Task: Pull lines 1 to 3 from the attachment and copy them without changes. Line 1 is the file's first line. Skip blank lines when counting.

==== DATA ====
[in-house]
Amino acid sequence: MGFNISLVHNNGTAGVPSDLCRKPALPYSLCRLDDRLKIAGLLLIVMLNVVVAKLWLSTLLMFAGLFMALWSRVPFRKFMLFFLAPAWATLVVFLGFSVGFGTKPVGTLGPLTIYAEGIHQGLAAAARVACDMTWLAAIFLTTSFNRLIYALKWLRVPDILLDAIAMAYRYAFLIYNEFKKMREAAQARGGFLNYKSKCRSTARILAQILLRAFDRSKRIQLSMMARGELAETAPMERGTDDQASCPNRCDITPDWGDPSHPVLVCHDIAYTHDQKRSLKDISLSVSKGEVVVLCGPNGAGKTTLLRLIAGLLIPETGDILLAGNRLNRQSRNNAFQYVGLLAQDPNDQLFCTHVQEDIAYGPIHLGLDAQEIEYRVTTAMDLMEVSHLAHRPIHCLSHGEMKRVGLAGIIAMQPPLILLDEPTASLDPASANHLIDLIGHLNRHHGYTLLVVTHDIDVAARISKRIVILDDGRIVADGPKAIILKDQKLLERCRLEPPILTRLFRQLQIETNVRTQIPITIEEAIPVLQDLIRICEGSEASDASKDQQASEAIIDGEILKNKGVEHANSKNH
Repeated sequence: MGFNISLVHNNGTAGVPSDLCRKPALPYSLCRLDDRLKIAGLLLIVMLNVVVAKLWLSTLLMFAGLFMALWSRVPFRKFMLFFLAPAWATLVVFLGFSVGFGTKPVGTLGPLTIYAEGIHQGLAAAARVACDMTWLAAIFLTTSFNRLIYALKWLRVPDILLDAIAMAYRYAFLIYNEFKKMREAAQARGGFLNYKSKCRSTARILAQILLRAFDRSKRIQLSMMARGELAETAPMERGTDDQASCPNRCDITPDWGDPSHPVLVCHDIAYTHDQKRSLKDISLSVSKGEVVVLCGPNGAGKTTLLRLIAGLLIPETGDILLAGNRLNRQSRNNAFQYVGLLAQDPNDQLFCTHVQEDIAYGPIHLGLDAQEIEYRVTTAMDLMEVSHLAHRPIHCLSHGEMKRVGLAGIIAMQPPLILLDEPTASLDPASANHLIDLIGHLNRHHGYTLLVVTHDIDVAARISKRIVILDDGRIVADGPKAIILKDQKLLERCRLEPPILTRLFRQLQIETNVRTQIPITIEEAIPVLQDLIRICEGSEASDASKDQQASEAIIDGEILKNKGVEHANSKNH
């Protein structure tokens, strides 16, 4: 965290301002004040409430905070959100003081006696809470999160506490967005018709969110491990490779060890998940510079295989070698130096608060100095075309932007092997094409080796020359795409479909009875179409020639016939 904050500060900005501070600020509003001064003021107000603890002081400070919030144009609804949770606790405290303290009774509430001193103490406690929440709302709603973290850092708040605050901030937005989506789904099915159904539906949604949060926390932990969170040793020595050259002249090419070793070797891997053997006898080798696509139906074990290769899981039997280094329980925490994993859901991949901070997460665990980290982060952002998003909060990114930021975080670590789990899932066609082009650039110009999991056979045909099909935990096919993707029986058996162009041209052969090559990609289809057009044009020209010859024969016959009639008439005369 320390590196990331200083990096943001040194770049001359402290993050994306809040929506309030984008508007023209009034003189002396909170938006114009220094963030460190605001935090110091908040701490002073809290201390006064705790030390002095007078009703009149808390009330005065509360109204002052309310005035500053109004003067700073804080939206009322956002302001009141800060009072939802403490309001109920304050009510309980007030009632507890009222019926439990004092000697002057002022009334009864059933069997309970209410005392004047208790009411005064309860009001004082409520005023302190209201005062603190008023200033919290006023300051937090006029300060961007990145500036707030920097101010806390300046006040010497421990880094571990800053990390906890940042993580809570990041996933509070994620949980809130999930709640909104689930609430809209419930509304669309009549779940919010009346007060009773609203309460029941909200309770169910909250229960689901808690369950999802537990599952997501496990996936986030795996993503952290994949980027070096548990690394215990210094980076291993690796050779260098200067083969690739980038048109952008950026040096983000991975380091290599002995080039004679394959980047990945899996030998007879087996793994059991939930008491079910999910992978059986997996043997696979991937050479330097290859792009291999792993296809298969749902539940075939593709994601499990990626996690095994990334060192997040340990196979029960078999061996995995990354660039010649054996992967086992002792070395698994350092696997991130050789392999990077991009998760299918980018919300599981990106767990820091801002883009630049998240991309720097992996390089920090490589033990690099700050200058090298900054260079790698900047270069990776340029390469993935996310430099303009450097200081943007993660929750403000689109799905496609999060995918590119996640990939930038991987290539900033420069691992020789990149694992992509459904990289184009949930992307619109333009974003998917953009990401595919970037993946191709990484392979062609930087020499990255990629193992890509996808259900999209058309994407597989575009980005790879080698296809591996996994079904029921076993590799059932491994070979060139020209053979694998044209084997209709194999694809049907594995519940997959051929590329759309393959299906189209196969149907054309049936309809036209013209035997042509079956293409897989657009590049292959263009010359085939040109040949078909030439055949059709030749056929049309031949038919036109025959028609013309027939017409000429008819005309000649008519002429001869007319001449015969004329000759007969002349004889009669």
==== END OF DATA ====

[in-house]
Amino acid sequence: MGFNISLVHNNGTAGVPSDLCRKPALPYSLCRLDDRLKIAGLLLIVMLNVVVAKLWLSTLLMFAGLFMALWSRVPFRKFMLFFLAPAWATLVVFLGFSVGFGTKPVGTLGPLTIYAEGIHQGLAAAARVACDMTWLAAIFLTTSFNRLIYALKWLRVPDILLDAIAMAYRYAFLIYNEFKKMREAAQARGGFLNYKSKCRSTARILAQILLRAFDRSKRIQLSMMARGELAETAPMERGTDDQASCPNRCDITPDWGDPSHPVLVCHDIAYTHDQKRSLKDISLSVSKGEVVVLCGPNGAGKTTLLRLIAGLLIPETGDILLAGNRLNRQSRNNAFQYVGLLAQDPNDQLFCTHVQEDIAYGPIHLGLDAQEIEYRVTTAMDLMEVSHLAHRPIHCLSHGEMKRVGLAGIIAMQPPLILLDEPTASLDPASANHLIDLIGHLNRHHGYTLLVVTHDIDVAARISKRIVILDDGRIVADGPKAIILKDQKLLERCRLEPPILTRLFRQLQIETNVRTQIPITIEEAIPVLQDLIRICEGSEASDASKDQQASEAIIDGEILKNKGVEHANSKNH
Repeated sequence: MGFNISLVHNNGTAGVPSDLCRKPALPYSLCRLDDRLKIAGLLLIVMLNVVVAKLWLSTLLMFAGLFMALWSRVPFRKFMLFFLAPAWATLVVFLGFSVGFGTKPVGTLGPLTIYAEGIHQGLAAAARVACDMTWLAAIFLTTSFNRLIYALKWLRVPDILLDAIAMAYRYAFLIYNEFKKMREAAQARGGFLNYKSKCRSTARILAQILLRAFDRSKRIQLSMMARGELAETAPMERGTDDQASCPNRCDITPDWGDPSHPVLVCHDIAYTHDQKRSLKDISLSVSKGEVVVLCGPNGAGKTTLLRLIAGLLIPETGDILLAGNRLNRQSRNNAFQYVGLLAQDPNDQLFCTHVQEDIAYGPIHLGLDAQEIEYRVTTAMDLMEVSHLAHRPIHCLSHGEMKRVGLAGIIAMQPPLILLDEPTASLDPASANHLIDLIGHLNRHHGYTLLVVTHDIDVAARISKRIVILDDGRIVADGPKAIILKDQKLLERCRLEPPILTRLFRQLQIETNVRTQIPITIEEAIPVLQDLIRICEGSEASDASKDQQASEAIIDGEILKNKGVEHANSKNH